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by SS at 6:41 am on Tuesday 6th April

0510: Yawn. I'm packing my sleeping bag into its sack. The ground is damp outside. There's no running water at the hotel/campsite and the toilets we have available to use are a horrific mess. I'm taking my inhaler and overclocking my body for the ninth day in a row, trying to compensate for my lifelong mild asthma.

15km: It's early in the morning, Adam and I are riding together, fast. With only this day to finish before the section is complete, we're both eager to maintain our sectional rank of 4th (me) and 6th (Adam) overall. We're trying not to gain any extra riders as we overtake group after group by sprinting as hard as we can each time we pass. After the third sprint we need to slow down - pushing so hard has left us breathless and weary. With no more groups in sight, we draft each other, each leading for five minute intervals before switching with the other.

35km: Adam decides he's unable to maintain the pace we've been doing. We cut back to about 70% of our previous speed. The wind has picked up and is doing it's Malawian trick of rotating between head-on and side-on. Occasionally the grey clouds shower us with drizzle, the spray from the road slowly soaking my jersey. I'm glad that my MP3 player and camera are well wrapped in own-brand Ziploc (tm) bags.

40km: One of the many children standing by the side of the road yells out 'give me money!'. I ask him, 'why?'. There was no audible response (but we were travelling at some speed above 25kmph).

50km: 20km until lunch. It's PVM bar time. Caramel nut. With a quarter of the bar left to go, it's my turn to lead and I'm struggling to breathe as I speed up to overtake Adam. It only takes another thirty seconds to chew the remainder of the bar.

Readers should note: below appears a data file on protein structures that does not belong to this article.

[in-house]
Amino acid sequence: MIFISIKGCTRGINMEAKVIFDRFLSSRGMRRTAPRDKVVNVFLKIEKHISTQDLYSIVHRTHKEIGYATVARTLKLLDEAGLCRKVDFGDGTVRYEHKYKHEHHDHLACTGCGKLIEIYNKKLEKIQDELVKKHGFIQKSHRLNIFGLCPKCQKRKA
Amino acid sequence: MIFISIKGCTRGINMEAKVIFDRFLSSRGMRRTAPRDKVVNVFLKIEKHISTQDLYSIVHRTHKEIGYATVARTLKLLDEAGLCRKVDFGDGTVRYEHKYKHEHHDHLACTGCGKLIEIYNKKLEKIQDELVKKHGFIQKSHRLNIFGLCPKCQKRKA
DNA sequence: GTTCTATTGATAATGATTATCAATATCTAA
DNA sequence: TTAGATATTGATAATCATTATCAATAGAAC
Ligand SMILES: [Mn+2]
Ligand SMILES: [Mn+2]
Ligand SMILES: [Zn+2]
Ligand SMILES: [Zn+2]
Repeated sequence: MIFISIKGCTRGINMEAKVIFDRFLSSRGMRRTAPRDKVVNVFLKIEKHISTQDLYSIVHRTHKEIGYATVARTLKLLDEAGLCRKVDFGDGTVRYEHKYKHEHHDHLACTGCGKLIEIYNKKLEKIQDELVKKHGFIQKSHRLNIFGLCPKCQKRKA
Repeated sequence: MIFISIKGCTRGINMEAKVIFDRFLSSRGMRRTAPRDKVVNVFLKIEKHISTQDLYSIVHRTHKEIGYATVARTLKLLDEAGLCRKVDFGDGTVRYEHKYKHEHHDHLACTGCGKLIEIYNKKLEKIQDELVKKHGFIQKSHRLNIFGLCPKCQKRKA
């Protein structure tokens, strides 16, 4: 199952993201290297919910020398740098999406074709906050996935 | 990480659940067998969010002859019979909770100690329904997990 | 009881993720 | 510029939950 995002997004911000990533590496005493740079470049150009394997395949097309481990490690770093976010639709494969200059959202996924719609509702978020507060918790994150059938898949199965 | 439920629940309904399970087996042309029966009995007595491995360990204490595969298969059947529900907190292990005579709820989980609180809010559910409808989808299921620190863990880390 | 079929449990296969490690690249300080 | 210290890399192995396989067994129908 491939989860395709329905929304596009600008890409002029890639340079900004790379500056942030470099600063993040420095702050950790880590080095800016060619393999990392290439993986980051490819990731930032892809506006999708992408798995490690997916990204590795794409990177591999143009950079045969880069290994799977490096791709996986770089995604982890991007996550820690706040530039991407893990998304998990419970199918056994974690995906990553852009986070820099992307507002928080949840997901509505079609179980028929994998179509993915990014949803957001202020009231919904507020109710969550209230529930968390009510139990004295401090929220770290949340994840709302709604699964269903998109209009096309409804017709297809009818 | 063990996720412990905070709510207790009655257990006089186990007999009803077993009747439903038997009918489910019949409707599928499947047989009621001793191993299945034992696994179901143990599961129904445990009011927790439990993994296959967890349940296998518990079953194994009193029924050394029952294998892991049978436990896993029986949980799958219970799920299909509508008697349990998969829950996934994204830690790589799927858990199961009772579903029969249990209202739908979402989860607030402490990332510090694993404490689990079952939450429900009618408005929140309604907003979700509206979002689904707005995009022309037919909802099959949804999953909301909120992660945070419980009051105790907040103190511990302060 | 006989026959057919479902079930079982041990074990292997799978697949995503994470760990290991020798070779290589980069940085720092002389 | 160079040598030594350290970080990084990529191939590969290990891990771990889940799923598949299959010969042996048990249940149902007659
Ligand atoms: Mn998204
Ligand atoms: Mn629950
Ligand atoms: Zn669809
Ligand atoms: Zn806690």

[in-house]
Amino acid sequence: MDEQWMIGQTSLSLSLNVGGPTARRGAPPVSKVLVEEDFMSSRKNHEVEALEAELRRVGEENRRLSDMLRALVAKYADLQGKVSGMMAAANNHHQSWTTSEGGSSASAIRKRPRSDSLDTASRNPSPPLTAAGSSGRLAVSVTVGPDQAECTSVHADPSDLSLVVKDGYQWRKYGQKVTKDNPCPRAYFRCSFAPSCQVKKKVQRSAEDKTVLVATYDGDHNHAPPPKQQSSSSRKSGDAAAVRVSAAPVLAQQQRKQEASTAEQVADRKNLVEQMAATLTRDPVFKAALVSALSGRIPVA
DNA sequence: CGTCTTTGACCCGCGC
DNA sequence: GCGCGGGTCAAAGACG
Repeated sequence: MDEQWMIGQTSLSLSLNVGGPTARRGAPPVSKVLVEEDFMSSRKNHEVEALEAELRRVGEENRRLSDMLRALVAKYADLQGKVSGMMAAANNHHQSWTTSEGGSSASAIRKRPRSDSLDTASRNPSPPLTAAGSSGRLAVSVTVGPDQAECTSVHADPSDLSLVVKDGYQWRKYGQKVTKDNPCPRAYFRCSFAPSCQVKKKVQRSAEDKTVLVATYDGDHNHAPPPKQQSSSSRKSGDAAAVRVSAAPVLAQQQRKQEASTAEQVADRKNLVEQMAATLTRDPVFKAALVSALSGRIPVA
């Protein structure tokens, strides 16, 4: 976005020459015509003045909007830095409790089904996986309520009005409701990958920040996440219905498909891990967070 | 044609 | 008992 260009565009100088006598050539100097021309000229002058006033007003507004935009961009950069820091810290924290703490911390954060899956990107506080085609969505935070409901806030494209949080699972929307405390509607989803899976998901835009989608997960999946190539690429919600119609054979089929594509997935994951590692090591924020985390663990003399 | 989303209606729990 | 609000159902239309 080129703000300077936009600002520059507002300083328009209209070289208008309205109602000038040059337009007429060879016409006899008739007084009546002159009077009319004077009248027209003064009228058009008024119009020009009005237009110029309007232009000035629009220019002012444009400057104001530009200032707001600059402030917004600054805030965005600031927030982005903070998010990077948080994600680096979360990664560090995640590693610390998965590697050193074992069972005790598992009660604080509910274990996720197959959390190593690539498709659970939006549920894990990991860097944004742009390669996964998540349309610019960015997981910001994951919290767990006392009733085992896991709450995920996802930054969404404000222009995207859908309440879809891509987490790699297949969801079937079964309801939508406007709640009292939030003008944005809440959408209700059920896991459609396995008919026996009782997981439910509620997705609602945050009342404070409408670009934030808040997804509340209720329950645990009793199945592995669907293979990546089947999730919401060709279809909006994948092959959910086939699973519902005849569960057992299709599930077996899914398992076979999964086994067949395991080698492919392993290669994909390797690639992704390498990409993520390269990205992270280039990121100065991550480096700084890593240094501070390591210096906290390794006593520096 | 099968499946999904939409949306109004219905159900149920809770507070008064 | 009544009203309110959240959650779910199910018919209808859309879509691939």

73km: Lunch arrives, we've just overtaken Rod and Juliana and been overtaken by Stuart and Gisi. There are quite a few riders at lunch, we purposefully left quite late in the morning. It doesn't seem like many riders are racing hard today but there's no sign of Jethro or Tim who cleared lunch earlier. Nothing too amazing for lunch today, although there's an appreciated reappearance of wholewheat bread which Jen dutifully slices for the other riders. Adam doesn't want to leave in a hurry so I go on alone and wait for Stuart and Gisi to catch up.

80km: It's hard work in the wind. I'm struggling to get anywhere near 25kmph on some sections of road. My stomach is rumbling. The single sandwich I ate doesn't appear to have satisfied my appetite, understandably.

83km: Stuart and Gisi catch up. Stuart suggests we each pull for 5 minutes and leads us on. It still feels windy but with the draft we're easily going 5kmph faster.

95km: Gisi finishes her pull after ten minutes and Stuart comments 'guess we'll pull for 10 minutes now'. She rotates round and I'm at the front now.

110km: We're getting closer to the capital city of Malawi. Every so often there are eight flags lining a twenty metre section of road, four on each side. The traffic is heavier and we're sometimes pushed onto the side of the road.

121.5km: We hit our first roundabout of the day and the beginning of the only real navigation we need to do. It's straight over this one and soon after there is heavy traffic blocking the road. We slow down considerably and cautiously filter through the traffic (the truck incident leaving Arusha still memorable).